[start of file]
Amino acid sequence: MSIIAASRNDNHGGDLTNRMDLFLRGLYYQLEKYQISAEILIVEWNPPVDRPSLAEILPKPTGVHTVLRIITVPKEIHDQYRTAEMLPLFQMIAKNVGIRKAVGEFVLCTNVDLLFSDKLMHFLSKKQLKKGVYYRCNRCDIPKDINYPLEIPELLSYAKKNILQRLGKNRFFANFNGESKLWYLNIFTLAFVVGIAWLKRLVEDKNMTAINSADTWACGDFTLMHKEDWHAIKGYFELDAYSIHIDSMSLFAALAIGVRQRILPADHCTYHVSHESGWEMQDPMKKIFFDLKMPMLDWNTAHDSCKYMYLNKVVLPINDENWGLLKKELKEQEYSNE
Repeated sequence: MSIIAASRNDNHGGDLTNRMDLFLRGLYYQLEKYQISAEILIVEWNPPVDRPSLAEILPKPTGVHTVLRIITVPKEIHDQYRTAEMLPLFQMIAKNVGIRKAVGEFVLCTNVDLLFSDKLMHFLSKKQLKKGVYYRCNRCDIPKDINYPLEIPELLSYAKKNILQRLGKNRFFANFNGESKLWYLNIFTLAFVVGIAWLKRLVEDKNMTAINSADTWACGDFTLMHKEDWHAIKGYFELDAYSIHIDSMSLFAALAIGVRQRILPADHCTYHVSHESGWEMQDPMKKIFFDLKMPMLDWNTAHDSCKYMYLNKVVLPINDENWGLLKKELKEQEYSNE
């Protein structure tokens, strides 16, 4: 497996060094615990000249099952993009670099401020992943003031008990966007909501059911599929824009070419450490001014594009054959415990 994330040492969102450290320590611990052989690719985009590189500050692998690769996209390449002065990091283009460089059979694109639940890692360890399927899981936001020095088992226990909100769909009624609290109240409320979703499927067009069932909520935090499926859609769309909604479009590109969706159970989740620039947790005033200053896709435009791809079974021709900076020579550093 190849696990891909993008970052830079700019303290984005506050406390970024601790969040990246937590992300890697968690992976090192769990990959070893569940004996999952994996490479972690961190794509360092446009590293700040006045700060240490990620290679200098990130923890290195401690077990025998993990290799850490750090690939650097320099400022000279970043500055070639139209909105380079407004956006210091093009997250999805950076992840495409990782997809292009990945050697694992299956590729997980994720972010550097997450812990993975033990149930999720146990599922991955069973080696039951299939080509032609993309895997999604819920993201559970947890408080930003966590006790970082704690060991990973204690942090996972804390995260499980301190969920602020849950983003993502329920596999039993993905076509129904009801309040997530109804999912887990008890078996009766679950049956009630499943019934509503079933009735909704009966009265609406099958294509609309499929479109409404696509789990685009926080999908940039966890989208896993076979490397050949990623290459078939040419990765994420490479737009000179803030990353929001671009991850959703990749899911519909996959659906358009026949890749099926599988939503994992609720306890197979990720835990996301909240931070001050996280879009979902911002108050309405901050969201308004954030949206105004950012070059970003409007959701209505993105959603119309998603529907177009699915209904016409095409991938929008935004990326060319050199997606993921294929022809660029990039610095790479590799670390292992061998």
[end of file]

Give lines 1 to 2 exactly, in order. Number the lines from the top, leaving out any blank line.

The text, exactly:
Amino acid sequence: MSIIAASRNDNHGGDLTNRMDLFLRGLYYQLEKYQISAEILIVEWNPPVDRPSLAEILPKPTGVHTVLRIITVPKEIHDQYRTAEMLPLFQMIAKNVGIRKAVGEFVLCTNVDLLFSDKLMHFLSKKQLKKGVYYRCNRCDIPKDINYPLEIPELLSYAKKNILQRLGKNRFFANFNGESKLWYLNIFTLAFVVGIAWLKRLVEDKNMTAINSADTWACGDFTLMHKEDWHAIKGYFELDAYSIHIDSMSLFAALAIGVRQRILPADHCTYHVSHESGWEMQDPMKKIFFDLKMPMLDWNTAHDSCKYMYLNKVVLPINDENWGLLKKELKEQEYSNE
Repeated sequence: MSIIAASRNDNHGGDLTNRMDLFLRGLYYQLEKYQISAEILIVEWNPPVDRPSLAEILPKPTGVHTVLRIITVPKEIHDQYRTAEMLPLFQMIAKNVGIRKAVGEFVLCTNVDLLFSDKLMHFLSKKQLKKGVYYRCNRCDIPKDINYPLEIPELLSYAKKNILQRLGKNRFFANFNGESKLWYLNIFTLAFVVGIAWLKRLVEDKNMTAINSADTWACGDFTLMHKEDWHAIKGYFELDAYSIHIDSMSLFAALAIGVRQRILPADHCTYHVSHESGWEMQDPMKKIFFDLKMPMLDWNTAHDSCKYMYLNKVVLPINDENWGLLKKELKEQEYSNE